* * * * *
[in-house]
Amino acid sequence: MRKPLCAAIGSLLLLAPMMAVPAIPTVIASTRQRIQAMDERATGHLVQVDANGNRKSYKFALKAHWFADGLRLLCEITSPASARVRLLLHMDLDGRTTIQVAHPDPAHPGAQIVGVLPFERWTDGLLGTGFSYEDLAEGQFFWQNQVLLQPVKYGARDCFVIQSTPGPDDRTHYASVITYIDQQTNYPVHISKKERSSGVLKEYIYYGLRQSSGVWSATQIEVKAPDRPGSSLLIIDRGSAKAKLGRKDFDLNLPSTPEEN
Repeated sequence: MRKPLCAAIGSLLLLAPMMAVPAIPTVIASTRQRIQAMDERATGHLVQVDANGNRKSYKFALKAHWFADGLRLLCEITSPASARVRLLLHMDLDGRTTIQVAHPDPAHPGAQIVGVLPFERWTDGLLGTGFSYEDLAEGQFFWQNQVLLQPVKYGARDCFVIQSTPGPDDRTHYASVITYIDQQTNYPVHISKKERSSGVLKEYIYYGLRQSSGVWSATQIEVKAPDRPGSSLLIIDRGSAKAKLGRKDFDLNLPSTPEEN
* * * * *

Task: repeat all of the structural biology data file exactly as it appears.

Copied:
[in-house]
Amino acid sequence: MRKPLCAAIGSLLLLAPMMAVPAIPTVIASTRQRIQAMDERATGHLVQVDANGNRKSYKFALKAHWFADGLRLLCEITSPASARVRLLLHMDLDGRTTIQVAHPDPAHPGAQIVGVLPFERWTDGLLGTGFSYEDLAEGQFFWQNQVLLQPVKYGARDCFVIQSTPGPDDRTHYASVITYIDQQTNYPVHISKKERSSGVLKEYIYYGLRQSSGVWSATQIEVKAPDRPGSSLLIIDRGSAKAKLGRKDFDLNLPSTPEEN
Repeated sequence: MRKPLCAAIGSLLLLAPMMAVPAIPTVIASTRQRIQAMDERATGHLVQVDANGNRKSYKFALKAHWFADGLRLLCEITSPASARVRLLLHMDLDGRTTIQVAHPDPAHPGAQIVGVLPFERWTDGLLGTGFSYEDLAEGQFFWQNQVLLQPVKYGARDCFVIQSTPGPDDRTHYASVITYIDQQTNYPVHISKKERSSGVLKEYIYYGLRQSSGVWSATQIEVKAPDRPGSSLLIIDRGSAKAKLGRKDFDLNLPSTPEEN